Reporting capital gains and losses can be a little tricky, depending on what type of property you have sold, how long you kept it, and whether or not you received all of the proceeds in the year of sale or not.
Democrats and Republicans remain at odds on how to avoid a round of budget cuts so deep and arbitrary that to allow them now could push the economy back into recession. The cuts, known as a sequester, will kick in March 1 unless Republicans agree to President Obama’s demand to a legislative package that combines spending reductions and tax increases. As of Thursday, with the deadline a week off, Republicans seemed determined to say no to any new tax increases.
Why is it that government officials seem inspired to reach the heights of creativity coming up with new taxes? Who knows. But their efforts could mean you’ll be paying new taxes on everything from bicycles to bowling, 2-by-4s to marijuana.
Here’s a selection of six curious new taxes—some already in effect, others merely at the proposal stage:
Wal-Mart Stores Inc. on Thursday joined a parade of retailers, restaurants and consumer-goods companies worried about the economic impact of the recently restored federal payroll tax that has left Americans with less money to spend.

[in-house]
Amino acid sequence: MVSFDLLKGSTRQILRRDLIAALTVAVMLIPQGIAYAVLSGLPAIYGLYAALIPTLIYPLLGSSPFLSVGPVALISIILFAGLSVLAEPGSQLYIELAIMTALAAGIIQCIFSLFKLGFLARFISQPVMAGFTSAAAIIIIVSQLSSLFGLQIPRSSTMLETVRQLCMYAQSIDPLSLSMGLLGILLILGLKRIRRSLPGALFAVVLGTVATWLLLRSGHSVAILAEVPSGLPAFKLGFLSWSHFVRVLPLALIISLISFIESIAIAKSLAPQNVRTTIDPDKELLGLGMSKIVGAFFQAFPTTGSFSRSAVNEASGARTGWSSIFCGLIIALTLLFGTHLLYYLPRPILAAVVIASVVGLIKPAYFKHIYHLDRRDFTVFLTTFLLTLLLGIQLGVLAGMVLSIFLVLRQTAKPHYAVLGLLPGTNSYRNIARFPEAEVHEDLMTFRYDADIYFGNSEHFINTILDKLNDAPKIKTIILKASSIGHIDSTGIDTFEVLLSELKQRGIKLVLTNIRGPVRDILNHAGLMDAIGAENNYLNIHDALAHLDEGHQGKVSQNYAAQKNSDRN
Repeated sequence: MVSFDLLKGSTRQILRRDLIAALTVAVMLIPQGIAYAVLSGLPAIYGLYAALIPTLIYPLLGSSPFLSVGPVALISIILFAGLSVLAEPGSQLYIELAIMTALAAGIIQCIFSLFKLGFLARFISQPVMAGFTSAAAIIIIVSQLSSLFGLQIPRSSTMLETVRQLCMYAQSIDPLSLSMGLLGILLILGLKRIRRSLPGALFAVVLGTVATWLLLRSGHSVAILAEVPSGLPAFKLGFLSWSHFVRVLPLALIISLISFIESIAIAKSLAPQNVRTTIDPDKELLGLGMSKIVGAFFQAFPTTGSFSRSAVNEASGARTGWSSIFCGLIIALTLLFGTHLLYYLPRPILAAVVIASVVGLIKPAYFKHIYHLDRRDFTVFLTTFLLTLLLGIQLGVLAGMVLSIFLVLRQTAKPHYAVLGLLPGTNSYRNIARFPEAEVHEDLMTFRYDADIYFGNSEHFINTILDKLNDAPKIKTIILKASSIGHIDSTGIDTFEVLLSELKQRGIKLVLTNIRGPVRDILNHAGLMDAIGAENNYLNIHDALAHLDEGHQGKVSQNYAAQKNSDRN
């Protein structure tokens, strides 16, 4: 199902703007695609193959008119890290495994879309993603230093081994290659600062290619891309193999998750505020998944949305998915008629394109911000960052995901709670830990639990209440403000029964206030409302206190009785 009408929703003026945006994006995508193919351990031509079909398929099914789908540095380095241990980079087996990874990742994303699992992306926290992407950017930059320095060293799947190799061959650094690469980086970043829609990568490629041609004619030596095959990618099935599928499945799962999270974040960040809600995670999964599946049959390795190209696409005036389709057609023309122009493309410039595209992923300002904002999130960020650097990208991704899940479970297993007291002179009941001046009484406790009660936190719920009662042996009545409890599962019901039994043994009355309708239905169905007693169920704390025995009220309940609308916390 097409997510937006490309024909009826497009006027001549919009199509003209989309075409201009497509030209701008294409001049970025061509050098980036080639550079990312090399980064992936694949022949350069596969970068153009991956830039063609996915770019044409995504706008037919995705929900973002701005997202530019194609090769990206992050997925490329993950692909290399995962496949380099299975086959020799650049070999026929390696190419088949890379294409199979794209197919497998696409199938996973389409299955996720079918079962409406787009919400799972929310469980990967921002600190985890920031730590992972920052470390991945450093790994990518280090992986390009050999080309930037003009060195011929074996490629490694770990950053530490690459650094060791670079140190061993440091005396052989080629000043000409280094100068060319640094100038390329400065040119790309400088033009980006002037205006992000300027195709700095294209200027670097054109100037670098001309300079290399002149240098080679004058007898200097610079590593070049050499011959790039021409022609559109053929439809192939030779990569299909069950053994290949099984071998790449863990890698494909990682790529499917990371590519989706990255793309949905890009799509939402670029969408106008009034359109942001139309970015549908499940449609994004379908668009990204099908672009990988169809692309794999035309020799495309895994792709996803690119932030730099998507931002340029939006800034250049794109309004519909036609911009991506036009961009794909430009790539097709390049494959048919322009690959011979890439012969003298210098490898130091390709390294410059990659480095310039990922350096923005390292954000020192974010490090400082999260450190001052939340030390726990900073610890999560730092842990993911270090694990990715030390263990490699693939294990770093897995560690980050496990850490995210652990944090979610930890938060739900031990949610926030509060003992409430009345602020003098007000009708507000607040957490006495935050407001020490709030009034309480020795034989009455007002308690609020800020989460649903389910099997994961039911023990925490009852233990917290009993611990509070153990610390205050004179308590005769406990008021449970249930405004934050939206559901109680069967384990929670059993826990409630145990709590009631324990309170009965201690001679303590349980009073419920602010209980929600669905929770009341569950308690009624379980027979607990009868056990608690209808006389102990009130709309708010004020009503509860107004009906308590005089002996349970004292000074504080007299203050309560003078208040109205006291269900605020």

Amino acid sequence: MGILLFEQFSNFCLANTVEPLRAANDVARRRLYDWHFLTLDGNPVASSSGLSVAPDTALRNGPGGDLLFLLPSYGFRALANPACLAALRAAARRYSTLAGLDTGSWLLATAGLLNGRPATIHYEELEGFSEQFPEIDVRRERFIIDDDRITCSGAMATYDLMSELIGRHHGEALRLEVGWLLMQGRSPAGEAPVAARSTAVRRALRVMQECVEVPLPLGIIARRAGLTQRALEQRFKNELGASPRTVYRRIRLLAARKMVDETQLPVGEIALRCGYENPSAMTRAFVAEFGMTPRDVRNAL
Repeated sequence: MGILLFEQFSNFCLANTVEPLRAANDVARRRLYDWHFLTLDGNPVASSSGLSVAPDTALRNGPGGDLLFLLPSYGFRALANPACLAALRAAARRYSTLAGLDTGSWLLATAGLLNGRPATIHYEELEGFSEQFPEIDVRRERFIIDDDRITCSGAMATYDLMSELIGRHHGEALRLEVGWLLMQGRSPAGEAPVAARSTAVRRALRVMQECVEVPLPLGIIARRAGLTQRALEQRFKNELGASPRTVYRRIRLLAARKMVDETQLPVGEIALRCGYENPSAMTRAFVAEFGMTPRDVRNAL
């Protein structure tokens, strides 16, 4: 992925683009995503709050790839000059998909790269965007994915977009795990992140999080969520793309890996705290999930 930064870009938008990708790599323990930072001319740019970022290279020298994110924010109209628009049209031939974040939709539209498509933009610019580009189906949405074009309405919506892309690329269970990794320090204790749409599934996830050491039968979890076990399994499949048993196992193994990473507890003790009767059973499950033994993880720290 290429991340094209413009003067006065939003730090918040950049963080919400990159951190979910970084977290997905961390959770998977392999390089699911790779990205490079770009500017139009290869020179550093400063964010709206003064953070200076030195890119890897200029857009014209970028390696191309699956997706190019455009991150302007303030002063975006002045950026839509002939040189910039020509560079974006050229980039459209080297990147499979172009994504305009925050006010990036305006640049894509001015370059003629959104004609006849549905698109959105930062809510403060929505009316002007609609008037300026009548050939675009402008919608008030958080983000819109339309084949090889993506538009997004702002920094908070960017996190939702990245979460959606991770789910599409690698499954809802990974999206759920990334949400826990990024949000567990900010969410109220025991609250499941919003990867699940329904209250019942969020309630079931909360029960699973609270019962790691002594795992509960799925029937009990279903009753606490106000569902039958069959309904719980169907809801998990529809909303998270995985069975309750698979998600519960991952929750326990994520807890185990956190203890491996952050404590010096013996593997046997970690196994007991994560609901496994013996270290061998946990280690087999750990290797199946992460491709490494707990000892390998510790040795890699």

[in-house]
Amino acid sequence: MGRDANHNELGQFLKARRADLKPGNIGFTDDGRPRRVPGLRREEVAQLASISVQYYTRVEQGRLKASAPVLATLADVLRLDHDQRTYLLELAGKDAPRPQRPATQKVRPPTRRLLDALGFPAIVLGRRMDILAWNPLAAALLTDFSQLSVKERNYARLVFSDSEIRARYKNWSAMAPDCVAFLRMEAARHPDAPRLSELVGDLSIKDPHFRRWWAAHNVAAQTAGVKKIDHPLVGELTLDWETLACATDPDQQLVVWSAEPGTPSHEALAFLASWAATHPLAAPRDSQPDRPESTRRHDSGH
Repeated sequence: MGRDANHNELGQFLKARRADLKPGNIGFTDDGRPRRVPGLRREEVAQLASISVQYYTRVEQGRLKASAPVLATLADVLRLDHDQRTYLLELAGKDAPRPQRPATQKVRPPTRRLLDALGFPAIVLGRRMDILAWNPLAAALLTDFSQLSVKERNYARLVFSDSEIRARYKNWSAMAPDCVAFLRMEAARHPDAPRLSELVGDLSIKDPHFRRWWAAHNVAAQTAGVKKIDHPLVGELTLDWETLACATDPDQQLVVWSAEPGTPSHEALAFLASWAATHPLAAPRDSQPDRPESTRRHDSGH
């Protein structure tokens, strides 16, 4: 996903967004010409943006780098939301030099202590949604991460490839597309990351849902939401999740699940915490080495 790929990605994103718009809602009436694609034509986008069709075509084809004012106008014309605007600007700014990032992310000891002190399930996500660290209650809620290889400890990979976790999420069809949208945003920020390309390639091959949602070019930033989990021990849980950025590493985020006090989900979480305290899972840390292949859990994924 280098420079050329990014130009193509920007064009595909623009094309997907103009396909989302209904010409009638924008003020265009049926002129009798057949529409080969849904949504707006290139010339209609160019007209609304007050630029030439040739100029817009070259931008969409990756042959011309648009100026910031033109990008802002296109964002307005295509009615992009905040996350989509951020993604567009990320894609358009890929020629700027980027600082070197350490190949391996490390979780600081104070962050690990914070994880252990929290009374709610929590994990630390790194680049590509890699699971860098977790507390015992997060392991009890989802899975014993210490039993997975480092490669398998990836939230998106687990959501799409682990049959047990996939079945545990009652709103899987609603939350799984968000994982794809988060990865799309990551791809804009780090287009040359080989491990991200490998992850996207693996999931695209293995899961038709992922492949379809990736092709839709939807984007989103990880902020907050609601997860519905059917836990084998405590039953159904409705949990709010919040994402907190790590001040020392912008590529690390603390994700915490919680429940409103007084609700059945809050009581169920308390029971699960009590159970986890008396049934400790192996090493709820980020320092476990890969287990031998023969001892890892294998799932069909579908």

The world's largest retailer, Burger King Worldwide Inc., Kraft Foods Group Inc. and others are lowering forecasts and adjusting sales and marketing strategies, expecting consumers with smaller paychecks to dine out less and trade down to less expensive purchases.
The expiration of the payroll tax cuts that knocked 2% off consumers' take-home pay is having an impact, these companies say. It will ding a household ...
Income tax cuts are all the rage this winter among Republican governors. There are no fewer than 10 of them proposing significant reductions in their states' income tax rates. In fact, governors of neighboring states seem to be trying to one-up each other with tax cut proposals, urging businesses to move across the border.
Henry Ford said, "Competition improves the breed." Well, the benefits of competition extend to cities, counties, states and countries. Look at the brewing "tax war" to attract corporations and the jobs they create.
Since 2008, Great Britain has cut its top corporate tax rate to 21 percent from 28 percent. The corporate tax is applied to companies' income.